41 Pa. D. & C. 482

Mest, Admr., v. Seidel, Admr.

Thomas K. Leidy, S. E. Bertolet, and J. W. Bertolet, for plaintiff.

Harvey F. Heinly, for defendant.

March 19, 1941.

Mays, J.,

Plaintiff alleges that he is the administrator d. b. n. c. t. a. of the estate of Cornelius *483S. Lutz, deceased; that defendant is the administrator of the estate of Sallie W. Lutz, who died on October 28,1939; that said Sallie W. Lutz was the executrix of the last will and testament of Cornelius S. Lutz, deceased; that upon the death of Sallie W. Lutz, executrix as aforesaid, defendant filed an account in the estate of Cornelius S. Lutz, deceased, which was audited by the orphans’ court, and the balance found to be due, viz, $517.69, was distributed to the parties respectively entitled thereto.

Plaintiff conceives it to be his duty to proceed to recover the amount so adjudicated and distributed so that he may enforce and compel payment of the respective sums coming to the distributees.

Defendant in his affidavit of defense substantially admits all the allegations, but avers that he is advised by counsel that plaintiff has no right or interest in the amounts of said distribution and therefore no right to recover same.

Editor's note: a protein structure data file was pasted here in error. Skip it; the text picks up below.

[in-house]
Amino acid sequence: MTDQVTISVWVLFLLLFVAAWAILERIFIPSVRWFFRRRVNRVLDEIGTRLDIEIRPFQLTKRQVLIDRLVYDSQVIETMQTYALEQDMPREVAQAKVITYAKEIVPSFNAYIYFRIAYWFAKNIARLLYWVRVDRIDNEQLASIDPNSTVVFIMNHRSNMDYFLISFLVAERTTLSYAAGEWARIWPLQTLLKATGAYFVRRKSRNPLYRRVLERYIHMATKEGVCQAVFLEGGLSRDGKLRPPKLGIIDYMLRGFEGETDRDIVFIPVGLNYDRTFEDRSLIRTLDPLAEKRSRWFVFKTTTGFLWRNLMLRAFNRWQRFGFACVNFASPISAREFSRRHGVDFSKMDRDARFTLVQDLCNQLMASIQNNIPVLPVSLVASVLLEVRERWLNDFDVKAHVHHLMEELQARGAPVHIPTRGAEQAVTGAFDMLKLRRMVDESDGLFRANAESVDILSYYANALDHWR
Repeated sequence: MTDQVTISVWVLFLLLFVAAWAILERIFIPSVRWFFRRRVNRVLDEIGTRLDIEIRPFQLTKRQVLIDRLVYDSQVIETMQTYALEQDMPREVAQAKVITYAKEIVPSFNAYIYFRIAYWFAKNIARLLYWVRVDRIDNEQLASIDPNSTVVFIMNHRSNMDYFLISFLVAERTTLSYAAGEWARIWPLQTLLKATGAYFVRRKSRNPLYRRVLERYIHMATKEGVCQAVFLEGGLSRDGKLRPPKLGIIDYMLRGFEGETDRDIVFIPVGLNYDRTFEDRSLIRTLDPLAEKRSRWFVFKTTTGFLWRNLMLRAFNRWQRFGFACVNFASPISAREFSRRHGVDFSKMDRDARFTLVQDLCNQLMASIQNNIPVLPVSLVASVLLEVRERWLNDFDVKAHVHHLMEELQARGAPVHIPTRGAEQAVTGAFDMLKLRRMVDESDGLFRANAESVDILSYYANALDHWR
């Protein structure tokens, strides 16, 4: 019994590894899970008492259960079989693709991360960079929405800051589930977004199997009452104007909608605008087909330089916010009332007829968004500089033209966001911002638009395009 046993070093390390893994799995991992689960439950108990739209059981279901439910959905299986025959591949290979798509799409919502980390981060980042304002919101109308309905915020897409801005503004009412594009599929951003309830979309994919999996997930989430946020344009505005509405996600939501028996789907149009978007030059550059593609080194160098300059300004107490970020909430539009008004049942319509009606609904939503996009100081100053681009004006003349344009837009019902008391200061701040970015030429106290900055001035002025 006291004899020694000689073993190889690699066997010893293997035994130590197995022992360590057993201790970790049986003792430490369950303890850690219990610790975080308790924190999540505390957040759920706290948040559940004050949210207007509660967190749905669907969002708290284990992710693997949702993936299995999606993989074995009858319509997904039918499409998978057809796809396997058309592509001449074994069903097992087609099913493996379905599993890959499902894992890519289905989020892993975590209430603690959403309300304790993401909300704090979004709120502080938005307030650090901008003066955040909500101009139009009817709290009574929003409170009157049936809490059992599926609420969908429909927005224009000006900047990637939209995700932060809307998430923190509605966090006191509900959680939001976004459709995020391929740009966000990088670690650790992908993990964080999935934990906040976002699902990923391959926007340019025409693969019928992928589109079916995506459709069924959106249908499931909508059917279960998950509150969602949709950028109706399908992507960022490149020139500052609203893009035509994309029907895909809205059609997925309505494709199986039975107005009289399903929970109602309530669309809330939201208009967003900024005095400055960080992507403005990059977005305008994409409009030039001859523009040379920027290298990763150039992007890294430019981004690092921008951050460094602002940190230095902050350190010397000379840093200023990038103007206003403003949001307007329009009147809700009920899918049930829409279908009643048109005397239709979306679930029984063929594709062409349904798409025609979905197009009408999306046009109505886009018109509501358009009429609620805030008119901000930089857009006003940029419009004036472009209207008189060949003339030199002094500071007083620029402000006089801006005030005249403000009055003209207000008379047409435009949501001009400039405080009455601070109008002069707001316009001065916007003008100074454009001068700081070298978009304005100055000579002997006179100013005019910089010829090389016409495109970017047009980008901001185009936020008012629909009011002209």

Plaintiff entered a rule for judgment for want of a sufficient affidavit of defense.

The judgment here sought is in effect a judgment on demurrer, and like such judgments it must be self-sustaining on the face of the record. The statement of claim is not self-sustaining. It does not set forth a good cause of action.

In Allen et al. v. Irwin et al., 1 S. & R. 549 (1815), Tilghman, C. J., considered it doubtful that an action by the administrator d. n. b. would lie against the administrator of the executor. He said that there was no privity between the executor and the administrator d. b. n. He gave it as his opinion that it would be desirable that the law should be made clear by an act of assembly.

The Act of February 24,1834, P. L. 73, sec. 31, did empower an administrator d. b. n. to recover from his predecessor in the administration, or his legal representatives, all moneys, goods, and assets remaining in his-hands, due and belonging to the estate of decedent.

*484The Fiduciaries Act of June 7, 1917, P. L. 447, sec. 3(e), 20 PS §353, is much to the same effect and provides that administrators d. b. n., with or without will annexed, “shall have power to demand and recover from their predecessors in the administration, or their legal representatives, all moneys, goods, and assets remaining in their hands due and belonging to the estate of the decedent ...” A stay of proceedings is then provided for on defendants’ filing an account; “and, on the production of a certified copy of said account, so settled and confirmed, the court in which such suit shall be pending is hereby authorized and required to render judgment for the balance which shall thereby appear to be due to either party.”